History in Structure

This site is entirely user-supported. See how you can help.

The K6 telephone kiosk adjacent to the Seagate Hotel

A Grade II Listed Building in Northam, Devon

Approximate Location Map
Large Map »
Street View
Contributor Photos »

Street View is the best available vantage point looking, if possible, towards the location of the building. In some locations, Street View may not give a view of the actual building, or may not be available at all. Where it is not available, the satellite view is shown instead.

Coordinates

Latitude: 51.0545 / 51°3'16"N

Longitude: -4.1912 / 4°11'28"W

OS Eastings: 246525

OS Northings: 130633

OS Grid: SS465306

Mapcode National: GBR KK.FVFC

Mapcode Global: FRA 263B.H07

Entry Name: The K6 telephone kiosk adjacent to the Seagate Hotel

Listing Date: 10 June 2014

Grade: II

Source: Historic England

Source ID: 1419464

Location: Northam, Torridge, Devon, EX39

County: Devon

District: Torridge

Civil Parish: Northam

Built-Up Area: Northam

Traditional County: Devon

Lieutenancy Area (Ceremonial County): Devon

Church of England Parish: Appledore St Mary

Church of England Diocese: Exeter

Find accommodation in
Appledore

Summary

K6 Telephone Kiosk, designed in 1935 by Giles Gilbert Scott.

Description

The K6 is a standardised design made of cast iron, painted red overall with long horizontal glazing in the door and sides and with the crowns situated on the top panels being applied not perforated. There are rectangular white display signs, reading TELEPHONE beneath the shallow-curved roof. Three of the display signs above the doors of this K6 survive; the fourth has been replaced with a sign reading ‘e-mail* text* phone’. It retains its glass windows. It has modernised internal equipment. The kiosk stands on The Quay, opposite the harbourside and overlooking the River Torridge. It stands next to The Seagate Hotel (listed Grade II), circa 28m north of No. 1 Meeting Street (listed, Grade II), and has a strong visual relationship with both of these listed buildings. It also stands circa 62m east of the war memorial on Churchfield (Grade II).

Pursuant to s.1 (5A) of the Planning (Listed Buildings and Conservation Areas) Act 1990 it is declared that the modern telecommunications equipment within the K6 is not of special architectural or historic interest.

History

The K6 telephone kiosk is a milestone of C20 industrial design. The K6 was designed by Sir Giles Gilbert Scott in 1935 for the General Post Office, on the occasion of King George V's Silver Jubilee. The K6 was a development from his earlier highly successful K2 telephone kiosk design of 1924, of Neo-classical inspiration. The K6 was more streamlined aesthetically, more compact and more cost-effective to mass produce. Sir Giles Gilbert Scott (1880-1960) was one of the most important of modern British architects; his many celebrated commissions include the Anglican cathedral of Liverpool and Battersea power station. The K2 and K6 telephone kiosks can be said to represent a very thoughtful adaptation of architectural tradition to contemporary technological requirements. Over 70,000 K6s were eventually produced. In the 1960s many were replaced with a new kiosk type. But many still remain, and continue to be an iconic feature on Britain's streetscapes.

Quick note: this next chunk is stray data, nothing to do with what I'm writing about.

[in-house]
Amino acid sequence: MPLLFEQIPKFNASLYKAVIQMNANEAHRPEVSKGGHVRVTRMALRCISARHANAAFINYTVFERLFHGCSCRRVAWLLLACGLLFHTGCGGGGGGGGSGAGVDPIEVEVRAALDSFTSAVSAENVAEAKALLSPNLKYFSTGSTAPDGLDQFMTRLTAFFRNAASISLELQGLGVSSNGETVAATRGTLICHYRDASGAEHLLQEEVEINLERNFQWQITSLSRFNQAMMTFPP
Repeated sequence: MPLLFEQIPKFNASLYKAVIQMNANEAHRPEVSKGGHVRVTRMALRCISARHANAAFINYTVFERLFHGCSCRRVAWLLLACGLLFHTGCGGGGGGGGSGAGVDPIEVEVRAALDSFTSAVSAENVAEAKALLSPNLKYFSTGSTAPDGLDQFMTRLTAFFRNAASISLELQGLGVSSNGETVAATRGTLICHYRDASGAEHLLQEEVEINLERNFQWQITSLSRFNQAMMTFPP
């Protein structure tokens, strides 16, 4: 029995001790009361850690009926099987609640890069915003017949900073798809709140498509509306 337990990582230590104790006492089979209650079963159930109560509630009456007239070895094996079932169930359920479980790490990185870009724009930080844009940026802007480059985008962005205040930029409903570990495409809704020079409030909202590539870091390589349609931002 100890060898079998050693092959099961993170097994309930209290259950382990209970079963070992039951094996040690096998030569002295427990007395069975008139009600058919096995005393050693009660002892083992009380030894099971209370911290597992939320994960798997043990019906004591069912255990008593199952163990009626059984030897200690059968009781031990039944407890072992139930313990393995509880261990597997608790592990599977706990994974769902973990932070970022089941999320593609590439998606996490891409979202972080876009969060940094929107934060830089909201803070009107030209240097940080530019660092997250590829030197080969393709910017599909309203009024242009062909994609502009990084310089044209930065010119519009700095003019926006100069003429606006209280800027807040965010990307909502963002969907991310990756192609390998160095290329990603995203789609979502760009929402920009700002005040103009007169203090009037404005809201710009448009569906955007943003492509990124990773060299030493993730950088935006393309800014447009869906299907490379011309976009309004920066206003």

Reasons for Listing


The K6 telephone kiosk adjacent to the Seagate Hotel, The Quay, Appledore is listed at Grade II for the following principal reasons:

*Architectural interest: an iconic example of industrial design, showing Giles Gilbert Scott's adaptation of Neoclassical forms for a modern technological function;

*Group value: it has a strong visual relationship with more than one listed building, including No. 1 Meeting House and the Seagate Hotel (all listed Grade II) and together with the war memorial on Churchfield (Grade II) it forms a group of structures which make a positive contribution to Appledore’s historic street scene.

Other nearby listed buildings

BritishListedBuildings.co.uk is an independent online resource and is not associated with any government department. All government data published here is used under licence. Please do not contact BritishListedBuildings.co.uk for any queries related to any individual listed building, planning permission related to listed buildings or the listing process itself.

British Listed Buildings is a Good Stuff website.